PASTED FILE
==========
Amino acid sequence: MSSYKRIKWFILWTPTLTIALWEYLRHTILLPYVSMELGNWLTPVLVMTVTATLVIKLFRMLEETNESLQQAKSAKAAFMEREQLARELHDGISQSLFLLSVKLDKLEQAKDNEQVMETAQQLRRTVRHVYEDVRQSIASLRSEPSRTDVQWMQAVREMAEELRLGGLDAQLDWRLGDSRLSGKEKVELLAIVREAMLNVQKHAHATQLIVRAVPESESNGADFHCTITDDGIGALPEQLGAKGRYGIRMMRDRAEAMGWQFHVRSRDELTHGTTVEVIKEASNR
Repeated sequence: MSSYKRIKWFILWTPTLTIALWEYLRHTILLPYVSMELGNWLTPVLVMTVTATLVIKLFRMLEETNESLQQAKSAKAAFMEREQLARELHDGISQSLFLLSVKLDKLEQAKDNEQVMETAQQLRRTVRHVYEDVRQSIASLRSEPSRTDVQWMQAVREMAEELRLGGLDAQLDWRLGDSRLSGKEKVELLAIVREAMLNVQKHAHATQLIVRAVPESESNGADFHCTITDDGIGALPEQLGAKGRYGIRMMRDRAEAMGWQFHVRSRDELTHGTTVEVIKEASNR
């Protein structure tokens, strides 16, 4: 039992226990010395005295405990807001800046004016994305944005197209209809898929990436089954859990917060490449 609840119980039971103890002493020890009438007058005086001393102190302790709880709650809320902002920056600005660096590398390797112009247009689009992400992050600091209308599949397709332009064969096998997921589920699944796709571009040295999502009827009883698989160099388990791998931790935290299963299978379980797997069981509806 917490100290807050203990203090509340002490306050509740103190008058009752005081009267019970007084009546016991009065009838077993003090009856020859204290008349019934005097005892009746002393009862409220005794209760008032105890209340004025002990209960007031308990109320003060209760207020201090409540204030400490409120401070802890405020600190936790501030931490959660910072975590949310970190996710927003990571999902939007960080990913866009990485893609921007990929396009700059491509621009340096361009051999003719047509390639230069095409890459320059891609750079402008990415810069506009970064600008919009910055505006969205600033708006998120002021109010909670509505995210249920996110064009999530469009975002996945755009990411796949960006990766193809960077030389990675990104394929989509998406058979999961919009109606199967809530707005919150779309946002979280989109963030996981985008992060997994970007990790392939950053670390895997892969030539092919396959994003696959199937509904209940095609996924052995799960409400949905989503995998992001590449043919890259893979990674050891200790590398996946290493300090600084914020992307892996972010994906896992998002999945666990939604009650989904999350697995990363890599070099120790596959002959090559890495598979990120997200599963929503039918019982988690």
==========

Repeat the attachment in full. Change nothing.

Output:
Amino acid sequence: MSSYKRIKWFILWTPTLTIALWEYLRHTILLPYVSMELGNWLTPVLVMTVTATLVIKLFRMLEETNESLQQAKSAKAAFMEREQLARELHDGISQSLFLLSVKLDKLEQAKDNEQVMETAQQLRRTVRHVYEDVRQSIASLRSEPSRTDVQWMQAVREMAEELRLGGLDAQLDWRLGDSRLSGKEKVELLAIVREAMLNVQKHAHATQLIVRAVPESESNGADFHCTITDDGIGALPEQLGAKGRYGIRMMRDRAEAMGWQFHVRSRDELTHGTTVEVIKEASNR
Repeated sequence: MSSYKRIKWFILWTPTLTIALWEYLRHTILLPYVSMELGNWLTPVLVMTVTATLVIKLFRMLEETNESLQQAKSAKAAFMEREQLARELHDGISQSLFLLSVKLDKLEQAKDNEQVMETAQQLRRTVRHVYEDVRQSIASLRSEPSRTDVQWMQAVREMAEELRLGGLDAQLDWRLGDSRLSGKEKVELLAIVREAMLNVQKHAHATQLIVRAVPESESNGADFHCTITDDGIGALPEQLGAKGRYGIRMMRDRAEAMGWQFHVRSRDELTHGTTVEVIKEASNR
């Protein structure tokens, strides 16, 4: 039992226990010395005295405990807001800046004016994305944005197209209809898929990436089954859990917060490449 609840119980039971103890002493020890009438007058005086001393102190302790709880709650809320902002920056600005660096590398390797112009247009689009992400992050600091209308599949397709332009064969096998997921589920699944796709571009040295999502009827009883698989160099388990791998931790935290299963299978379980797997069981509806 917490100290807050203990203090509340002490306050509740103190008058009752005081009267019970007084009546016991009065009838077993003090009856020859204290008349019934005097005892009746002393009862409220005794209760008032105890209340004025002990209960007031308990109320003060209760207020201090409540204030400490409120401070802890405020600190936790501030931490959660910072975590949310970190996710927003990571999902939007960080990913866009990485893609921007990929396009700059491509621009340096361009051999003719047509390639230069095409890459320059891609750079402008990415810069506009970064600008919009910055505006969205600033708006998120002021109010909670509505995210249920996110064009999530469009975002996945755009990411796949960006990766193809960077030389990675990104394929989509998406058979999961919009109606199967809530707005919150779309946002979280989109963030996981985008992060997994970007990790392939950053670390895997892969030539092919396959994003696959199937509904209940095609996924052995799960409400949905989503995998992001590449043919890259893979990674050891200790590398996946290493300090600084914020992307892996972010994906896992998002999945666990939604009650989904999350697995990363890599070099120790596959002959090559890495598979990120997200599963929503039918019982988690």